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How College Students Can Adjust from Dorm Living to Off-Campus Living
| by Pauline Flores

The transition from freshman to sophomore years makes college students feel two simultaneous emotions: “Finally! I’m moving into my own place!” and “Ahhh! I’m moving into my own place!”

Excitement and fear are two very common emotions to expect after realizing that they'll now be required to live in and maintain their own home. To relieve that anxiety-induced feeling, here are some helpful tips on how to make the transition to off-campus living much smoother.

Going Grocery Shopping

Without the convenience of dorm living, students will have to go grocery shopping all the time. Picking a day of the week and making it “grocery day” is the best way to make sure the essentials won't run out i.e. toilet paper and food.

Unfortunately, it’s not very financially possible to eat out every day for most college students. As a college student, it’s also tempting to spend all money on already-made or pre-processed food. While frozen food and food from the deli counter are the most convenient options at the grocery store, they are not the most wallet-friendly.

Save money and time at the grocery store by making a list beforehand and sticking to it. Sticking to a grocery list is the most effect way to stay on-budget.


Going grocery shopping is easy enough, but cooking is a different ballgame. If those cooking skills are not up to par, start simple! Spaghetti (or any kind of pasta dish, really) is every culinary beginner’s go-to.

Once you’ve mastered the art of boiling pasta and adding sauce, try venturing out of your comfort zone. Use online videos and how-to guides to learn how to properly cut vegetables, masterfully sear meat, and more. Much like all skills, cooking does have a learning curve. It may be hard to get the hang of at first, but you will eventually find it easier with more practice.

If you don’t trust yourself in a kitchen at all, invite a friend who does know how to cook and have a dinner night by cooking together!

Cleaning Your Own Place

One good thing about living in the dorms was not having to worry about cleaning any bathrooms. I hate to break the bad news to you, but you will have to clean your entire house or apartment regularly when you live off-campus.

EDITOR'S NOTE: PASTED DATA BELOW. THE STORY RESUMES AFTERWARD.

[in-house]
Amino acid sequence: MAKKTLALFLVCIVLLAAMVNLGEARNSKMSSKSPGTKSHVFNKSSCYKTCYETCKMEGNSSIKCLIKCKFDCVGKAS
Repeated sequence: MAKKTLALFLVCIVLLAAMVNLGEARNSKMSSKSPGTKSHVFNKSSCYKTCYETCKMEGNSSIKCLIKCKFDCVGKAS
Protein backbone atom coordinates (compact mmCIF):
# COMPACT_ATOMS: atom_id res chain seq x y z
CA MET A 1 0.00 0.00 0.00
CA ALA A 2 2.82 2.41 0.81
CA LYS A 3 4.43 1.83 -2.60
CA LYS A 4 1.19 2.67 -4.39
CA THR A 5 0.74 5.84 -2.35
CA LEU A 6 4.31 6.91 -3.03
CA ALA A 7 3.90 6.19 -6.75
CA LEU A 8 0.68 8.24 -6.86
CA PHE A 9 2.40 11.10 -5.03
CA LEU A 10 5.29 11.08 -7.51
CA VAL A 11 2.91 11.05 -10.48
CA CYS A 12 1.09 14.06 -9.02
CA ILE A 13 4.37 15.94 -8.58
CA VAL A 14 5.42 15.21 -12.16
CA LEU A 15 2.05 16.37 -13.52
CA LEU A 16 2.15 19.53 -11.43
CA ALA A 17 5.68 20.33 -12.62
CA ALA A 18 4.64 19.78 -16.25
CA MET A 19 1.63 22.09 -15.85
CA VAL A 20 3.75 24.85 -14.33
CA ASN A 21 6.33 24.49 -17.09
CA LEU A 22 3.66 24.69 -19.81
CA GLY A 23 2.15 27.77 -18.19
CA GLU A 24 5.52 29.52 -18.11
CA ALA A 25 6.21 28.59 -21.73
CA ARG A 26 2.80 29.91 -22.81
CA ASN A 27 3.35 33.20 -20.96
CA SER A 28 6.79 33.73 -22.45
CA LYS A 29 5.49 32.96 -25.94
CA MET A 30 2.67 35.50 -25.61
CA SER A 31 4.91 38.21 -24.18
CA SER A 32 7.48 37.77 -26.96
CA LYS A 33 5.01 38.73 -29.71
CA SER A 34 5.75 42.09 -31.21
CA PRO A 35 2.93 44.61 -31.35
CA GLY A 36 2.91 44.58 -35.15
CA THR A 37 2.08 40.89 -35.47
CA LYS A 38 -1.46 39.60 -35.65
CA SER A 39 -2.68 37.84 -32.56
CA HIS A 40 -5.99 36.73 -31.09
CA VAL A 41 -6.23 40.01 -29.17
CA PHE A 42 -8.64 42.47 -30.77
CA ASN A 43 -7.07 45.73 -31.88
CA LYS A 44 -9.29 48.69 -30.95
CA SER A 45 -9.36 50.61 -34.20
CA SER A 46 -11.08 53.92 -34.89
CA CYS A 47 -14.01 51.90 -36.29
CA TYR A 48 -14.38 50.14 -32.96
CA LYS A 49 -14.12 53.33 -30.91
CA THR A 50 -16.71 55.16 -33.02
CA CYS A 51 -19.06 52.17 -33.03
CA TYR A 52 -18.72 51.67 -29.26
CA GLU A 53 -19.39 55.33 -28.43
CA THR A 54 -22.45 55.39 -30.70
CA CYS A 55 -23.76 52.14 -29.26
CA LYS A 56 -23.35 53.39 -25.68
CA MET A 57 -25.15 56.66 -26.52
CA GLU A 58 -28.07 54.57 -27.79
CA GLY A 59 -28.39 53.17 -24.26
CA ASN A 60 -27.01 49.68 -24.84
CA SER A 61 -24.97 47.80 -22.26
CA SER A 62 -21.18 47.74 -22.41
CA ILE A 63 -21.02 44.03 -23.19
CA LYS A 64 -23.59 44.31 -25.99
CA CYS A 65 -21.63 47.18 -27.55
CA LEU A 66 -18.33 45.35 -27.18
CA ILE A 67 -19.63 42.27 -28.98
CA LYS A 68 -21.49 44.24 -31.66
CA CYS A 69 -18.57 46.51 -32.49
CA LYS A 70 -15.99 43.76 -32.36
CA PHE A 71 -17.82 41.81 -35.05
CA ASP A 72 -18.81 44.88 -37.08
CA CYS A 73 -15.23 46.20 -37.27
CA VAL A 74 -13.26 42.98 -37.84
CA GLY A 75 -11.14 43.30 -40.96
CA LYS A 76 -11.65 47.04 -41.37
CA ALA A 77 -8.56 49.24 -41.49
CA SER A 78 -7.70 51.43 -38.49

Do yourself a favor and clean up small spills, stains, and other minor messes so that the work doesn’t pile up into large messes. That means doing dishes every day, vacuuming once a week, and wiping your kitchen counters several times a week.

Finding the motivation to deep clean your place can be tough, but it will be worth it once you have a comfortable, clean living space. Get some gloves, surface cleaner, and a brush and get scrubbing! If you have more questions about cleaning, your parents are just a phone call away!

Staying Focused on School

It’s easier to focus on school when you live on-campus. Your classes, professors, and the campus library are all literally a walk away. Off-campus living is different because you have to juggle off-campus responsibilities (i.e. cooking, cleaning, commuting, paying bills). Things can get pretty hectic and exhausting at the expense of your grades.

The most important thing you can do is to schedule a set time every day devoted to school work. During this time, minimize distractions from your phone so you can stay on task. Practicing good self-care is just as important as spending your energy on school. Without proper self-care, it is much harder to stay awake and concentrate on tasks. So, remember to eat a balanced diet, drink plenty of water, and reward yourself with a good night’s sleep at the end of every day.

Keeping in Touch with Friends

Living in the dorm was like living in a sitcom. Just a bunch of buddies living down the hall from each other having the time of their lives! Off-campus distance may affect these friendships, but a little effort and consistency will help you keep in touch with close friends.

Definitely hang out at each of your new off-campus apartments and houses. If anything, you may have more fun now that you all are free from RA’s and noise restrictions in the dorms!

Paying for Rent and Bills

The ugliest part of living off-campus is all those new expenses that can batter and beat your bank account. It’s good practice to compare your monthly income with your monthly expenses. To calculate your income, add any up any money that you get from jobs or allowances from parents. For your expenses, include what you spend on food, rent, gas, insurance, utility bills, entertainment, and a ballpark estimate of whatever else you purchase. If what you spend is less than what your make, then that’s great news!

Budgeting is more important at this stage in your life than ever before. If you’re finding it hard to stay financially afloat, then you may need to reevaluate your expenses. Are you spending too much money on food? Do you really need to go on that expensive spring break trip?


If you live on-campus you will have to get to school in one way or another. Whether you’re walking, driving, or taking the bus, make sure you give yourself plenty of time so that you don’t arrive late.

Parking is a big factor that college students should take into account when commuting to school. Parking passes can be expensive, but it’s worth having a guaranteed spot instead of driving around aimlessly and risking getting a parking ticket.


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